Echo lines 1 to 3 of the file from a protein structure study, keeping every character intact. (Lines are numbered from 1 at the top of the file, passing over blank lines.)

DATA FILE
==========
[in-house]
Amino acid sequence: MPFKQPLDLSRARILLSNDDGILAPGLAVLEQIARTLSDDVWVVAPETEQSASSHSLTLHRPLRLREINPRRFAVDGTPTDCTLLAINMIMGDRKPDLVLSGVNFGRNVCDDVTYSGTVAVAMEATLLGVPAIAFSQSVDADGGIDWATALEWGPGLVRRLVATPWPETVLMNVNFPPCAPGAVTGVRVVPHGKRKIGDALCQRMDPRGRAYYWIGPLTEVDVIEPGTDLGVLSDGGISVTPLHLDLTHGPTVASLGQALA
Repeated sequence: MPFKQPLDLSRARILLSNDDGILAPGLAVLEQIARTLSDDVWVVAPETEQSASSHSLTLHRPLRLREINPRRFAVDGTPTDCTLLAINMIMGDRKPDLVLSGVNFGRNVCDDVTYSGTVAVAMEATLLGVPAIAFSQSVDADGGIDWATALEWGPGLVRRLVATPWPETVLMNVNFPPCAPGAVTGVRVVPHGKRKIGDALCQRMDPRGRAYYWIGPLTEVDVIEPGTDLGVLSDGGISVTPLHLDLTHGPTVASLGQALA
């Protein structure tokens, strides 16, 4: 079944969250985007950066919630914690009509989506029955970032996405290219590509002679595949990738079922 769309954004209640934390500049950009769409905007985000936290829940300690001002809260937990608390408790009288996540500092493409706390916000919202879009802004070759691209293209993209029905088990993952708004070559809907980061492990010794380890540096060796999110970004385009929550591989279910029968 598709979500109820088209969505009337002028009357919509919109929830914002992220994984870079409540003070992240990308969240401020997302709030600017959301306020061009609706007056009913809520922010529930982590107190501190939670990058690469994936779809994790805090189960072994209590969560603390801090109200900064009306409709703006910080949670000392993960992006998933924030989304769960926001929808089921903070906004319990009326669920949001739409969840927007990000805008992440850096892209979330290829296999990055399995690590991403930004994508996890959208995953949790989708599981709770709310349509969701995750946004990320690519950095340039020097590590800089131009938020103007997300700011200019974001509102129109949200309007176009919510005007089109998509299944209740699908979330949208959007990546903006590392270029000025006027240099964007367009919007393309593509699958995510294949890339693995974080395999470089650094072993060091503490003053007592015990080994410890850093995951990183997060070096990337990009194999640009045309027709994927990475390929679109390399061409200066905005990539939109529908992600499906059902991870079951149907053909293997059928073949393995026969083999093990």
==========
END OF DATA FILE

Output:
[in-house]
Amino acid sequence: MPFKQPLDLSRARILLSNDDGILAPGLAVLEQIARTLSDDVWVVAPETEQSASSHSLTLHRPLRLREINPRRFAVDGTPTDCTLLAINMIMGDRKPDLVLSGVNFGRNVCDDVTYSGTVAVAMEATLLGVPAIAFSQSVDADGGIDWATALEWGPGLVRRLVATPWPETVLMNVNFPPCAPGAVTGVRVVPHGKRKIGDALCQRMDPRGRAYYWIGPLTEVDVIEPGTDLGVLSDGGISVTPLHLDLTHGPTVASLGQALA
Repeated sequence: MPFKQPLDLSRARILLSNDDGILAPGLAVLEQIARTLSDDVWVVAPETEQSASSHSLTLHRPLRLREINPRRFAVDGTPTDCTLLAINMIMGDRKPDLVLSGVNFGRNVCDDVTYSGTVAVAMEATLLGVPAIAFSQSVDADGGIDWATALEWGPGLVRRLVATPWPETVLMNVNFPPCAPGAVTGVRVVPHGKRKIGDALCQRMDPRGRAYYWIGPLTEVDVIEPGTDLGVLSDGGISVTPLHLDLTHGPTVASLGQALA